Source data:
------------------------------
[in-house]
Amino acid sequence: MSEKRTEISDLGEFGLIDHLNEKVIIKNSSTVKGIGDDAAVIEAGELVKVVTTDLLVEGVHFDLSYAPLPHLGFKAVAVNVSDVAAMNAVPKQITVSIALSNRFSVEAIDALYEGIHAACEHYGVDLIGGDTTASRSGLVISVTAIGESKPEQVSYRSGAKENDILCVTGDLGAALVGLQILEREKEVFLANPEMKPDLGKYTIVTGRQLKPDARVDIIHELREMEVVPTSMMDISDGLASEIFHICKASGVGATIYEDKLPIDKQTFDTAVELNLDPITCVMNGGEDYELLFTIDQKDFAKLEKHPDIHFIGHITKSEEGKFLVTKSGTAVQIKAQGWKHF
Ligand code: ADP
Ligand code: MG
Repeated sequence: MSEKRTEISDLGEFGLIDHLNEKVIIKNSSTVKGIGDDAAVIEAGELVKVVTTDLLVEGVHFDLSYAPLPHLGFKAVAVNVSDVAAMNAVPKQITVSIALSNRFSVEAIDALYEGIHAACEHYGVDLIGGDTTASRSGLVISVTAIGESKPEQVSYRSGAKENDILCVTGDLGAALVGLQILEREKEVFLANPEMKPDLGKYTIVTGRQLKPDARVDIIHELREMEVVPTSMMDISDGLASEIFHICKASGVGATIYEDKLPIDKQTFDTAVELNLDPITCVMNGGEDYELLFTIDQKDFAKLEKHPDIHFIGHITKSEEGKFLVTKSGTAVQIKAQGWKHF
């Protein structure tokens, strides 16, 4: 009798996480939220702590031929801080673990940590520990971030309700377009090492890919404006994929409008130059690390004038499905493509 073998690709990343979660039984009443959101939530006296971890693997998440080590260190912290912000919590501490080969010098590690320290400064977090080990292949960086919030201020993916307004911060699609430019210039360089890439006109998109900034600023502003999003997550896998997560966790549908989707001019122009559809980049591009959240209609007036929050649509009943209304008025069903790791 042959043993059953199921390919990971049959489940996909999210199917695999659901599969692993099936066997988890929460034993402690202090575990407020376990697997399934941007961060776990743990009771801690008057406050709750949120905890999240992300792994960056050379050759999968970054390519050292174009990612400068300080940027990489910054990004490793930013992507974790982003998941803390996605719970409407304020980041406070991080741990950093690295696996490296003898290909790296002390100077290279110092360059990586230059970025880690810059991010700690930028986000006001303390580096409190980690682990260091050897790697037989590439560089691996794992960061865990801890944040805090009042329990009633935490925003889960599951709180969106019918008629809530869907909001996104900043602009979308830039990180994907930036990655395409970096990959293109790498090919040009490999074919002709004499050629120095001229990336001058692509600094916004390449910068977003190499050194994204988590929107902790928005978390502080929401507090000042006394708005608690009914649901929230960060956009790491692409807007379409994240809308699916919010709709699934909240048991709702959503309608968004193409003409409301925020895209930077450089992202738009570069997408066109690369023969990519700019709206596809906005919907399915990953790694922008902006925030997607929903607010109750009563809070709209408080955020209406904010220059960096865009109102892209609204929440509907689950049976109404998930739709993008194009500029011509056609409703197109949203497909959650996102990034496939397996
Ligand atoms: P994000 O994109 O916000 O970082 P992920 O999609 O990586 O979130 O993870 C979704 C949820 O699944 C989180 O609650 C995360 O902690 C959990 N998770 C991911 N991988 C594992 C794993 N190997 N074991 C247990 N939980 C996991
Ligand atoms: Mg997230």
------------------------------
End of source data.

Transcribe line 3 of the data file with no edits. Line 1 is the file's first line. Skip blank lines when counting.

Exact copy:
Ligand code: ADP